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Risky Business

What's the difference?

By Shelly Benisch, CIC with Commercial Insurance Solutions (CIS)
Posted Jun 23rd 2010 5:07AM

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Hi Everyone,

I thought I'd follow up today on my last blog to help everyone understand the main differences between the insurance plan that is offered to you through your Motor Carrier, or "in house" plan, versus one that you buy on your own.

This is in general, because various private plans can differ, but this gives you a good overall view:

Your Motor Carrier offers you a NTL or Non Truck Liability plan that covers you for getting to and from your next point of pickup of a load .  They generally frown on anyone using the vehicle for personal usage.

For example, you may want to use your vehicle to help a buddy move some furniture, or take your Grandson fishing or camping.  Passenger coverage is INCLUDED on a policy you purchase for yourself, it is generally EXCLUDED through an inhouse plan.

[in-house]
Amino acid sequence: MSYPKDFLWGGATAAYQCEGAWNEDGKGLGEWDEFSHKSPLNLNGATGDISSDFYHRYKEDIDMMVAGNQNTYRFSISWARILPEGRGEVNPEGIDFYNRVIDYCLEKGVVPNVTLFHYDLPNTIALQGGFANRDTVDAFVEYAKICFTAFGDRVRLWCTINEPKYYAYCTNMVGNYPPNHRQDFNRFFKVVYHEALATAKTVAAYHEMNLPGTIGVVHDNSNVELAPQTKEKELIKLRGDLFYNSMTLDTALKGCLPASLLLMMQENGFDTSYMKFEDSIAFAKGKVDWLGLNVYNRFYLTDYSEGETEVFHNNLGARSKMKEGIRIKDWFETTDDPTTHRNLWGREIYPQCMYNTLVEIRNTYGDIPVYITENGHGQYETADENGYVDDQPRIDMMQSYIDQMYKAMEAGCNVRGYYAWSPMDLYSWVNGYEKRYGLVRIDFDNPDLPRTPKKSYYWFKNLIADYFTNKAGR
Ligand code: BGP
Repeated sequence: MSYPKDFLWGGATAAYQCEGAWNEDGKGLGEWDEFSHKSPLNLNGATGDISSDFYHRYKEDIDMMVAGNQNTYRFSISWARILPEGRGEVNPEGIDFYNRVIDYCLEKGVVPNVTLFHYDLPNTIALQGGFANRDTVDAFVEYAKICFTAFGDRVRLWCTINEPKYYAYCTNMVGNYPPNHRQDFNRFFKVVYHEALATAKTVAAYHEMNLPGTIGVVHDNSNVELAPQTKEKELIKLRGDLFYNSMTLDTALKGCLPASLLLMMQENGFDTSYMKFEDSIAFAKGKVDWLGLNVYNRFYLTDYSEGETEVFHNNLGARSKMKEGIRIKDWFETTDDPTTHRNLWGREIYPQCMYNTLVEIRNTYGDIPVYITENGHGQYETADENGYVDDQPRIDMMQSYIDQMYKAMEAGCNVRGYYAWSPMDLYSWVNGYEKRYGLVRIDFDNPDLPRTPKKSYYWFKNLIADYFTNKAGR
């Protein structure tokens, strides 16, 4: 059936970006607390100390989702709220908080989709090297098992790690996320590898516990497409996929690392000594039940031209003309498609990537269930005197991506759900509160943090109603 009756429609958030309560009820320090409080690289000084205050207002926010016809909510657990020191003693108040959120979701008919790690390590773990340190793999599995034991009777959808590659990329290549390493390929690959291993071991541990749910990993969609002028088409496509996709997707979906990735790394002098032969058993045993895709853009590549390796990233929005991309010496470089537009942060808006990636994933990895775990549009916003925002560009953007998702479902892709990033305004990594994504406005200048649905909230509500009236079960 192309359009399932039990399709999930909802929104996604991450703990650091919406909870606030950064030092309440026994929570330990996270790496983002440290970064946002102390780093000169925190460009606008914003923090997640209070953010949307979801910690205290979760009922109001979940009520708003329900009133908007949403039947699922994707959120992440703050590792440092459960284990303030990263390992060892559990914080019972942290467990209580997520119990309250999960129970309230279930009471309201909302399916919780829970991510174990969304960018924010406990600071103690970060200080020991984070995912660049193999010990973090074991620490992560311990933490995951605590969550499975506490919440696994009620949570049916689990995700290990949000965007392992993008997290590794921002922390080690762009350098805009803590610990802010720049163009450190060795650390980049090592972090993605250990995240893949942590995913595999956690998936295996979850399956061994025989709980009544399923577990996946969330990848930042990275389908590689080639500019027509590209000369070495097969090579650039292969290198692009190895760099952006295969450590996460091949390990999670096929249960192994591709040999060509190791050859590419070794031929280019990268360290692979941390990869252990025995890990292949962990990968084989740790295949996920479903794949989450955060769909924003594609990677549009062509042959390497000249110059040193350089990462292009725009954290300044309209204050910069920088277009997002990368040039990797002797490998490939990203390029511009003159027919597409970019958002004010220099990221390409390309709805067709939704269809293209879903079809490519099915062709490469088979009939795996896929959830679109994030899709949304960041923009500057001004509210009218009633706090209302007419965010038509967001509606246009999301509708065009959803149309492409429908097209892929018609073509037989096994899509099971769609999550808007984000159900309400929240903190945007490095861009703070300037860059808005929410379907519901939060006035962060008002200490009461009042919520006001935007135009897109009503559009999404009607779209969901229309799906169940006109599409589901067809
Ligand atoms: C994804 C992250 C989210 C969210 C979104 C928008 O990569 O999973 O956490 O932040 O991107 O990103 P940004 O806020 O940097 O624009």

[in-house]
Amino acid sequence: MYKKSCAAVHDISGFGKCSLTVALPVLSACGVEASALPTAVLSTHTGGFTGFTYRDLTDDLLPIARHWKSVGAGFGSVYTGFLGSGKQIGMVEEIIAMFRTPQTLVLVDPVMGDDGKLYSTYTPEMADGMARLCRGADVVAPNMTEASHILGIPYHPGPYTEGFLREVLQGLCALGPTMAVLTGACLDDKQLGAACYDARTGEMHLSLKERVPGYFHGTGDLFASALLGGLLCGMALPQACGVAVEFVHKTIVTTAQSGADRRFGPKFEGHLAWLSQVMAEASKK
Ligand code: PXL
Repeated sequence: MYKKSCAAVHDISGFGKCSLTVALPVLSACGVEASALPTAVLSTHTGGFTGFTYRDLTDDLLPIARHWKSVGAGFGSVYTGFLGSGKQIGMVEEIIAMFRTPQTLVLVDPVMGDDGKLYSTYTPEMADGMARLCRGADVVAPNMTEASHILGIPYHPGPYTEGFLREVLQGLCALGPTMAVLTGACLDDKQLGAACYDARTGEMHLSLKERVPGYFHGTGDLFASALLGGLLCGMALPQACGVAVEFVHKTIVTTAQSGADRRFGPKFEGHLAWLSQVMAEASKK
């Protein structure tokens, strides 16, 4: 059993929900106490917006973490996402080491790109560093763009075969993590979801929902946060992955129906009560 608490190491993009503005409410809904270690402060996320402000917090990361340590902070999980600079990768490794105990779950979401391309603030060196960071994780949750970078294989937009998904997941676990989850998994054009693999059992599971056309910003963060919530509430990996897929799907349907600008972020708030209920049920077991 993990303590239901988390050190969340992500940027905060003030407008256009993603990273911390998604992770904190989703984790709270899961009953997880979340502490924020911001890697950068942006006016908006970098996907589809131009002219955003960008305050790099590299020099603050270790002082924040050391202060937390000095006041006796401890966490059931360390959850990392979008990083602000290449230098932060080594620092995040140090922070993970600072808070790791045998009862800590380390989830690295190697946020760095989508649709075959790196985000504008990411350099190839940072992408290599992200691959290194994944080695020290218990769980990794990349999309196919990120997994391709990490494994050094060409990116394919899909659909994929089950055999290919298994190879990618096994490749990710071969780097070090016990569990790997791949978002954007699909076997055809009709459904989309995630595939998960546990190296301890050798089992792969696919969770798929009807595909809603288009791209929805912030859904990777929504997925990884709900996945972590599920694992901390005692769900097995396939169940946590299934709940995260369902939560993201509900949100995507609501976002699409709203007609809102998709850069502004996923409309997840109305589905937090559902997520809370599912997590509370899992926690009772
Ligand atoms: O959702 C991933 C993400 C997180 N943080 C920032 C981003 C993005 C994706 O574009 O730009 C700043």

Turning to coverage of the vehicle itself, a policy you own should include coverage for your Qualcom or APU unit as "Permanently Attached Equipment" in addition to the value of the vehicle.

You should also have less out of pocket expense in event of a claim because you can choose a deductible as low as $100 for Comp.  Comprehensive or "Comp", is expansive and includes fire, theft, flood, vandalism, animals, windshields.  Sometimes windshields are free if it's just a chip.

You have more options on a policy you purchase yourself.  You may want Roadside Assistance or Downtime Coverage in event of an accident.  While your vehicle is repaired you have daily income up to $175 per day.

You should also receive personal agency care when you own your own policy.  Your agent should work for you.  An example would be if you are hit by someone else and your vehicle is down, your agent should be helping you get Loss of Use from that other insurance company. 

Finally, your own policy can often save you money, with control is the major difference.  An inhouse plan is controlled by the Motor Carrier and your own policy is owned by you.  There is the advantage of control regarding increasing your coverage as you see fit, portability of the policy itself, and most importantly, it helps to identify you as an Independent Contractor versus an Employee.

Next time I'll talk about the Employee Misclassification Prevention Act or E.M.P.A., that was just re-introduced and amended on House Bill S3254.  Talk to you soon!  Shelly

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